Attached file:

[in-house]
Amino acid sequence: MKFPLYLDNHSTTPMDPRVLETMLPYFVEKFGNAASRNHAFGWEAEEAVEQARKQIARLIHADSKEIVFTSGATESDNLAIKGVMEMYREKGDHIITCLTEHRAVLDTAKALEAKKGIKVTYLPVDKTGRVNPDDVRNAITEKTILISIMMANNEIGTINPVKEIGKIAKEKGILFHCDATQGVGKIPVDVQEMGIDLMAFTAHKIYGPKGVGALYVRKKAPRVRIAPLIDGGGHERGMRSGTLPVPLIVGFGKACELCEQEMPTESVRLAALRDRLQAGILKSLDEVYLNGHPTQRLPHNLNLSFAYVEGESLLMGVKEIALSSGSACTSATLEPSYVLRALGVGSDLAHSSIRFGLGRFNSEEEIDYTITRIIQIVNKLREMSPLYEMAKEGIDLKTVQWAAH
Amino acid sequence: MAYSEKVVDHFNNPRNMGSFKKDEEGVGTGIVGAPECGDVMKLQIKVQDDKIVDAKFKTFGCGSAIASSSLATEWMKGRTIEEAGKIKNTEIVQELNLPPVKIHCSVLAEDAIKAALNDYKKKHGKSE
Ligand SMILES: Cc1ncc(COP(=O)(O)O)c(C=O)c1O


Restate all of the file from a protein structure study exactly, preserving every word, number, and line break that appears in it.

[in-house]
Amino acid sequence: MKFPLYLDNHSTTPMDPRVLETMLPYFVEKFGNAASRNHAFGWEAEEAVEQARKQIARLIHADSKEIVFTSGATESDNLAIKGVMEMYREKGDHIITCLTEHRAVLDTAKALEAKKGIKVTYLPVDKTGRVNPDDVRNAITEKTILISIMMANNEIGTINPVKEIGKIAKEKGILFHCDATQGVGKIPVDVQEMGIDLMAFTAHKIYGPKGVGALYVRKKAPRVRIAPLIDGGGHERGMRSGTLPVPLIVGFGKACELCEQEMPTESVRLAALRDRLQAGILKSLDEVYLNGHPTQRLPHNLNLSFAYVEGESLLMGVKEIALSSGSACTSATLEPSYVLRALGVGSDLAHSSIRFGLGRFNSEEEIDYTITRIIQIVNKLREMSPLYEMAKEGIDLKTVQWAAH
Amino acid sequence: MAYSEKVVDHFNNPRNMGSFKKDEEGVGTGIVGAPECGDVMKLQIKVQDDKIVDAKFKTFGCGSAIASSSLATEWMKGRTIEEAGKIKNTEIVQELNLPPVKIHCSVLAEDAIKAALNDYKKKHGKSE
Ligand SMILES: Cc1ncc(COP(=O)(O)O)c(C=O)c1O